Have you ever made a mistake? Of course, you have. We all have. Do you look back at some of those mistakes or choices you made and have regrets? My guess is that many of you are answering in the affirmative.
I decided to write about this because of a conversation I had recently with someone very dear to me. And the truth is that if you’re walking around filled with regret and remorse it’s going to impact how you feel about yourself and also affect your relationships. It certainly seems to be a topic worthy of discussion.
Have it your way
While you were growing up, there’s a real good chance that your parents tried to get you to learn something by their experience in order to spare you the heartache or misfortune they went through. And, most likely, it didn’t work. It does seem that “the school of hard knocks” is the best teacher.
The issue then becomes whether you did something that didn’t work out and learned from it. I truly believe that there are no bad choices because each choice you make has the opportunity to teach you something.
Unfortunately, many times people repeat the same mistake. Why? My guess is that the decision is not being made from a stance of clear thinking but rather is emotionally driven. Emotions are very powerful; not only will they win out over logic but they prevent the ability to think something through.
Then, one day there’s an “aha” moment and you wake up, so to speak, and realize the mistake(s) you’ve made. Now, the regret sets in. Along with the regret is usually a good deal of ruminating and questioning about your judgement and the actions you took. Likely, there’s lots of self-blaming.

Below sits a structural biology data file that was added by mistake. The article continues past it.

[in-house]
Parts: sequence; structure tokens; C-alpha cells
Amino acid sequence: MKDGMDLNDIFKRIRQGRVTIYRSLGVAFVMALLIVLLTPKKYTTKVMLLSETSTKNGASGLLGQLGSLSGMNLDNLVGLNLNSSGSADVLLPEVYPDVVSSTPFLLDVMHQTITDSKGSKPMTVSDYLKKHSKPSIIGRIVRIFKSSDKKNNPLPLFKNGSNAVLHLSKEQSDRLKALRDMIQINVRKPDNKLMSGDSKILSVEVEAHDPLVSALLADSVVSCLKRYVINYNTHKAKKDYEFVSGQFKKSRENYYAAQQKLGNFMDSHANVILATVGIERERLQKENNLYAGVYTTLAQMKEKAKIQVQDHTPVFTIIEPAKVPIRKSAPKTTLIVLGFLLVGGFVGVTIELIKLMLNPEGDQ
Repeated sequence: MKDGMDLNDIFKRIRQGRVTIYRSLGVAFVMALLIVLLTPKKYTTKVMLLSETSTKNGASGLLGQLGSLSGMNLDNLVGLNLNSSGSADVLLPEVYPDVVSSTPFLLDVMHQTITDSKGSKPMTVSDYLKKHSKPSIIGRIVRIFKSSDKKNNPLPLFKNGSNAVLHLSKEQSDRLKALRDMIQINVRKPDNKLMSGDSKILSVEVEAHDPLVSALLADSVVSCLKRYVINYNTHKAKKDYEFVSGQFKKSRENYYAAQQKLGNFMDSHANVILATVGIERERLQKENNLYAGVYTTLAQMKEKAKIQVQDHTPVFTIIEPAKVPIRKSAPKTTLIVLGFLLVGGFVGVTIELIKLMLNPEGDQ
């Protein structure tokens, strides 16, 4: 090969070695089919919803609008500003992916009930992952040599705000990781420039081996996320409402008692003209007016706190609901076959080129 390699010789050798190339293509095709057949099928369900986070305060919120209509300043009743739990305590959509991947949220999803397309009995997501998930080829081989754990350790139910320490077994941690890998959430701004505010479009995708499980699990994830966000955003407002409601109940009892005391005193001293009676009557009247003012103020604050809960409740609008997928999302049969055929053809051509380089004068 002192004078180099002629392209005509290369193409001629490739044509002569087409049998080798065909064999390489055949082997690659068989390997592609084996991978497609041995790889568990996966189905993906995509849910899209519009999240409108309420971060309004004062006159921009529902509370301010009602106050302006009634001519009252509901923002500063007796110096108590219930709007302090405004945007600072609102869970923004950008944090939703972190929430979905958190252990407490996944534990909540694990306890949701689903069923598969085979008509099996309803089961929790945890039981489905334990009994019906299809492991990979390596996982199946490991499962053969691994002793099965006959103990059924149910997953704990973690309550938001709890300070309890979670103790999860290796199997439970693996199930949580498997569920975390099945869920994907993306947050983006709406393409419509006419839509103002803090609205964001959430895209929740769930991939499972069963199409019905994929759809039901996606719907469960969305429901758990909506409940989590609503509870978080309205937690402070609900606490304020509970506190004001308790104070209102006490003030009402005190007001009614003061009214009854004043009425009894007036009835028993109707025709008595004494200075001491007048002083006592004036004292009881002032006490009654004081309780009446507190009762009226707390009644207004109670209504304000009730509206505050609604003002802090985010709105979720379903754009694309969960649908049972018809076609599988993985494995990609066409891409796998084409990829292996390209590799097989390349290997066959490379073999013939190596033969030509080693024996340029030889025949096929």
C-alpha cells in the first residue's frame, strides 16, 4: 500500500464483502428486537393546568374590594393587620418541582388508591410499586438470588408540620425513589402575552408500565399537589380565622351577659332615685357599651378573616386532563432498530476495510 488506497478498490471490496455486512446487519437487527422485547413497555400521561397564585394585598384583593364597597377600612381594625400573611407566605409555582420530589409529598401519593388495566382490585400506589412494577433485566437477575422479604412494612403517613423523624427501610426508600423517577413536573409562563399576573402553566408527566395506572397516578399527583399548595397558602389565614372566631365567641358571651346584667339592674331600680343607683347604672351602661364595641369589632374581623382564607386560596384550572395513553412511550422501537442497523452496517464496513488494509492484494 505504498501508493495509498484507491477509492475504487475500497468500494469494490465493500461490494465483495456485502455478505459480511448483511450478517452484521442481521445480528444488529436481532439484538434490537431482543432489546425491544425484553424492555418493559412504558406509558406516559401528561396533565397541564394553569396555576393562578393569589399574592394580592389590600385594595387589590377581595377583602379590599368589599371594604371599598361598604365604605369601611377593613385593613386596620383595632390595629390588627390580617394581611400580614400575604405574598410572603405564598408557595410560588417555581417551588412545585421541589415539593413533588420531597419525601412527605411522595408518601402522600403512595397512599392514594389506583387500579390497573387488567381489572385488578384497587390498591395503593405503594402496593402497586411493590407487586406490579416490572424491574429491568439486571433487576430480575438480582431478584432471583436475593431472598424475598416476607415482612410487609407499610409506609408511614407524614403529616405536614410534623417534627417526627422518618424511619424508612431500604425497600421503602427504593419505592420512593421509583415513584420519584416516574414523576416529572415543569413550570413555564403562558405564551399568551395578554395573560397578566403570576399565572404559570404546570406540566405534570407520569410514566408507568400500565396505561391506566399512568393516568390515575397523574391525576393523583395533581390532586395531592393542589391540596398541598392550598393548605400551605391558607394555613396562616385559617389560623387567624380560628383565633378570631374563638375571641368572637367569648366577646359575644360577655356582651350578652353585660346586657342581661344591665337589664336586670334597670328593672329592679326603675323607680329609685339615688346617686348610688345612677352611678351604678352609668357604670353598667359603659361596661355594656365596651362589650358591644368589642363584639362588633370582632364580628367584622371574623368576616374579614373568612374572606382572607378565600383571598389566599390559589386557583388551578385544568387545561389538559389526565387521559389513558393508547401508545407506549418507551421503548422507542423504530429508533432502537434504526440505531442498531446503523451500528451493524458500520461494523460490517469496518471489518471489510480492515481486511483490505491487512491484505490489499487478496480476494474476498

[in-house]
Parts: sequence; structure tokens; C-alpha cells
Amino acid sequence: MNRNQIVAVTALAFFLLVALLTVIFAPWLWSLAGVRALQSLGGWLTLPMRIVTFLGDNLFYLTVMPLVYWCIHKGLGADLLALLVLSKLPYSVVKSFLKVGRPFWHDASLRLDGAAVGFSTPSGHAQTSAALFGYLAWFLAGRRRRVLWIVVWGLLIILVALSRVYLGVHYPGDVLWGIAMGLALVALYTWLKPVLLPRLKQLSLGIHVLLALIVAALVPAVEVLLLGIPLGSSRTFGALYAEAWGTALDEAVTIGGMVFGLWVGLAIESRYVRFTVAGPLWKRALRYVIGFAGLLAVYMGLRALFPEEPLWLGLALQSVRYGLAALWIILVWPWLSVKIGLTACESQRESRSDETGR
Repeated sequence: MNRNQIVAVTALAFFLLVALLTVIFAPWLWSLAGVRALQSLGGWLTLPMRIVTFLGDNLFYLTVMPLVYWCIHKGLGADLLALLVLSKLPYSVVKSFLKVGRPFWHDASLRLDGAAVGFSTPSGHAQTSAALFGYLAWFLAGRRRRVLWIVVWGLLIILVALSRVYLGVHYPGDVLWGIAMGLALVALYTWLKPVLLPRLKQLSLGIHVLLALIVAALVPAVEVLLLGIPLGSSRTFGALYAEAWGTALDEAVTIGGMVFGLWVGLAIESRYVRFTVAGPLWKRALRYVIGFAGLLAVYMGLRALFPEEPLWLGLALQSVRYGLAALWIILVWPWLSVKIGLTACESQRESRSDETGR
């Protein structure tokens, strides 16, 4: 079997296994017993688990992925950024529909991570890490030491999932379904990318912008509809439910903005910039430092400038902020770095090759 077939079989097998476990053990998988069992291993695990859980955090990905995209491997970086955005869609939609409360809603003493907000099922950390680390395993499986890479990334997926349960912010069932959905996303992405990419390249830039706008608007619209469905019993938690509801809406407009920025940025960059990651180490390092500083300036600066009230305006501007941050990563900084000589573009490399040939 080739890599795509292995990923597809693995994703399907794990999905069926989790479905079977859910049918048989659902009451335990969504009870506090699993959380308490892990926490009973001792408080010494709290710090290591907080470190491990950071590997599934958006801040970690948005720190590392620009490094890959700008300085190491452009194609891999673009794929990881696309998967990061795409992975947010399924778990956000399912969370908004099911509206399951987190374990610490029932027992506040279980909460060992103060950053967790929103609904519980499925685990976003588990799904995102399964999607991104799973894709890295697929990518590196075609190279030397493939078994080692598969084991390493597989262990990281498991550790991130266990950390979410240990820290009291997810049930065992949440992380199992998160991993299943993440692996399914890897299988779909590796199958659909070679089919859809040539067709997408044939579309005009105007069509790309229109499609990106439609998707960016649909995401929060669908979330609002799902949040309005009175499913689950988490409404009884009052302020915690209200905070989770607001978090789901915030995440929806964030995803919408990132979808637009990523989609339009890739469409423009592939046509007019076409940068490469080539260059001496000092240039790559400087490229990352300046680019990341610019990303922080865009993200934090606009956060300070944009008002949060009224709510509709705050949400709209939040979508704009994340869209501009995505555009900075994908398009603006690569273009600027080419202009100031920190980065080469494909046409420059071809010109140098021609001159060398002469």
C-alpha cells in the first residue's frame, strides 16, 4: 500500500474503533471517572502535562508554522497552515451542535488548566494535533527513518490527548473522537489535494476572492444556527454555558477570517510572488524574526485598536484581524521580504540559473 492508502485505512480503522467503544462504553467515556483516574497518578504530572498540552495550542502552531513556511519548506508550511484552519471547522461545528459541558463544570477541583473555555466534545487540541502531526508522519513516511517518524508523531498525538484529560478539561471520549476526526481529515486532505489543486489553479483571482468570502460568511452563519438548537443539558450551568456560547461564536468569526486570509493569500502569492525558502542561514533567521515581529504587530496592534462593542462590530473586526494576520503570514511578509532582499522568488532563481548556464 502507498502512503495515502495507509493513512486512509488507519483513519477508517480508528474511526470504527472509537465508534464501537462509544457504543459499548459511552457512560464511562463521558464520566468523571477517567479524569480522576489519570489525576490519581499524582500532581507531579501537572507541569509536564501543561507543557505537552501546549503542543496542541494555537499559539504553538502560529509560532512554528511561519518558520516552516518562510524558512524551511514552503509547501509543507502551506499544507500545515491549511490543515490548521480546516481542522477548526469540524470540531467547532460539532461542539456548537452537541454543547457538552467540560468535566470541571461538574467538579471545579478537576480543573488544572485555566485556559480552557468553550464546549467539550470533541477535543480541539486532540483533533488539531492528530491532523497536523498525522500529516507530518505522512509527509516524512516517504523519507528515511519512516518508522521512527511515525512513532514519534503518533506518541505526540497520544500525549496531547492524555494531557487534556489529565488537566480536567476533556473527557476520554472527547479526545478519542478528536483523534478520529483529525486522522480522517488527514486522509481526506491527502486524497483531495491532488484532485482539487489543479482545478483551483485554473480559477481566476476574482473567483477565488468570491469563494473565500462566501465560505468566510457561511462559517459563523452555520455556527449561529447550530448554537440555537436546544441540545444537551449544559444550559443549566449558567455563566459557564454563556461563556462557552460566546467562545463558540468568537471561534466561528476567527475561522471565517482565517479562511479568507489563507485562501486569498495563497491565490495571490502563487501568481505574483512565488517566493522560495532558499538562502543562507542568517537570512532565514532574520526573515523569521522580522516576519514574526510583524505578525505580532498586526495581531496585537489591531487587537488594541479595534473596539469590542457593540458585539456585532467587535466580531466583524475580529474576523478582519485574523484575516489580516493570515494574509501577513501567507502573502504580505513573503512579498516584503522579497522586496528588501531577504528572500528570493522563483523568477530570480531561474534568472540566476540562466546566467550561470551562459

All of this serves no purpose! Rather, here are some tips to help you:
- Choose to forgive yourself. This may be a difficult task but it is a necessary one. To keep beating yourself up will only keep you stuck and, therefore, block you from moving forward.
- Stop ruminating over the past. There’s no purpose in endlessly going over the details of your mistake. When these thoughts come into your head, stop them by forcing yourself to think of anything else. With practice, this gets easier and easier.
- Apologize to others. If you’re actions hurt another person, consider offering them an apology. In order for the apology to be effective, it must be sincere, include a statement of what you did, and an acknowledgement of the pain it caused the other person. Don’t necessarily expect an immediate response from the person, but offer him or her some time to consider forgiving you.
- Discover your motivation. If your past actions were ones that only involved you, think about what motivated you act they way you did. Address these concerns so that they don’t need to be expressed again in some way at another time.
- Be willing to “let go” of the past. In other words, what you’ve done is done. Be proud of yourself for facing this issue, know that it is a process, and be willing to continue to move forward.
So, stop punishing yourself but do make an important choice — once you are aware of how you functioned, it is your responsibility as to whether to learn the lesson or not. By making this choice you (and your relationship) will be stronger!